The EU as a whole (i.e. the EU countries and the Commission) is one of the world's main humanitarian aid donors; the Directorate-General for European Civil Protection and Humanitarian Aid Operations (DG ECHO) is the service of the European Commission responsible for this sensible task and is directly concerned by WFP activities. ECHO’s mandate is to provide emergency assistance and relief to the victims of natural disasters or armed conflict outside the EU. The aid is intended to go directly to those in distress, irrespective of race, religion or political convictions.
The EU is one of the largest donors to WFP with a total contribution of €250 million in 2015.
ECHO is among WFP’s top donors. Every year, ECHO supports WFP operations in more than 30 countries including responses such as in Haiti, Pakistan and the Horn of Africa. ECHO’s support also funds innovative new projects such as cash-and-voucher programmes as well as enhancements to WFP’s logistic capacity.
In order to consolidate their relations, the EU and WFP signed on 2 September 2005 a Memorandum of Understanding (MoU), by which they confirmed their intention to establish a Strategic Partnership in order to fight world hunger. In order to maintain a close relationship with WFP, an annual Strategic Dialogue takes place every year. Furthermore, regular dialogue between the EU and WFP is ensured by the EU Delegation in Rome and the WFP Office in Brussels, to enhance EU/WFP relations and improve the EU's total contributions.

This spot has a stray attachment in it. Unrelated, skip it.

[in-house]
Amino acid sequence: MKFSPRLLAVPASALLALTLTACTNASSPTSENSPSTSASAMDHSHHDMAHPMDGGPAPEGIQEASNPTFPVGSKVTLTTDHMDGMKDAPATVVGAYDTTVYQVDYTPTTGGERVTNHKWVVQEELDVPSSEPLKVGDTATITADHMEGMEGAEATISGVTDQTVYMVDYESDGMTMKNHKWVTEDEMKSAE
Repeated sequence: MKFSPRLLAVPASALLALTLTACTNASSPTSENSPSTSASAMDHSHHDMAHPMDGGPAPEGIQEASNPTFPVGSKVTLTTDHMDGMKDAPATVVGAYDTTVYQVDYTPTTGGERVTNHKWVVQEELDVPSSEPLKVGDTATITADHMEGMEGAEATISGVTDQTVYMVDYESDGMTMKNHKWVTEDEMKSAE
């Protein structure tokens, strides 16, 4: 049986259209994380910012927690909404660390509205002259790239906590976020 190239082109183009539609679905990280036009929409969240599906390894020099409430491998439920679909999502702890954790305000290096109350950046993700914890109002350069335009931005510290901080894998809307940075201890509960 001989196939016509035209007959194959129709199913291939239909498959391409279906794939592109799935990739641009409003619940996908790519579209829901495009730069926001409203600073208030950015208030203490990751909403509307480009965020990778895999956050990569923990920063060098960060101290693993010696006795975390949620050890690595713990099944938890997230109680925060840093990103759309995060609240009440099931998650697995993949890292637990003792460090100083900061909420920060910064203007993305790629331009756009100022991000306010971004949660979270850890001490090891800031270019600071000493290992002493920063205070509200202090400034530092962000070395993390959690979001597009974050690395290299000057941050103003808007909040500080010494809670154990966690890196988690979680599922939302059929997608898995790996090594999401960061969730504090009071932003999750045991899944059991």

Legally speaking, the European Commission is not a member of WFP, but has a privileged status on its Executive Board and sits at the main table as a special observer. This unique status offers the advantage to the EU of sitting permanently at the Executive Board and is a reflection of the importance of the EU’s position as one of the major donors.
IFAD was created in 1977 as an international specialised UN fund to mobilise resources for financing projects specifically designed to improve food production systems, the nutritional level of the poorest populations in developing countries and the conditions of their lives. Through low-interest loans and grants, IFAD develops and finances projects that enable poor rural people to overcome poverty themselves, through individual or collective initiatives, projects and small businesses.
Working with rural poor people, governments, donors, non-governmental organisations and many other partners, IFAD focuses on country-specific solutions, which can involve increasing rural poor people's access to financial services, markets, technology, land and other natural resources.
The EU has a status of a simple observer in the IFAD Governing Council and works with the International Fund on specific projects. Because of its specific status of 'observer', the EU does not attend the meetings of the Executive Board (three times per year) or the so-called replenishment meetings, but is invited to the yearly meeting of the Governing Council. Despite this 'limited' status, the EU-IFAD cooperation has been growing sharply to reach a solid financial and political partnership.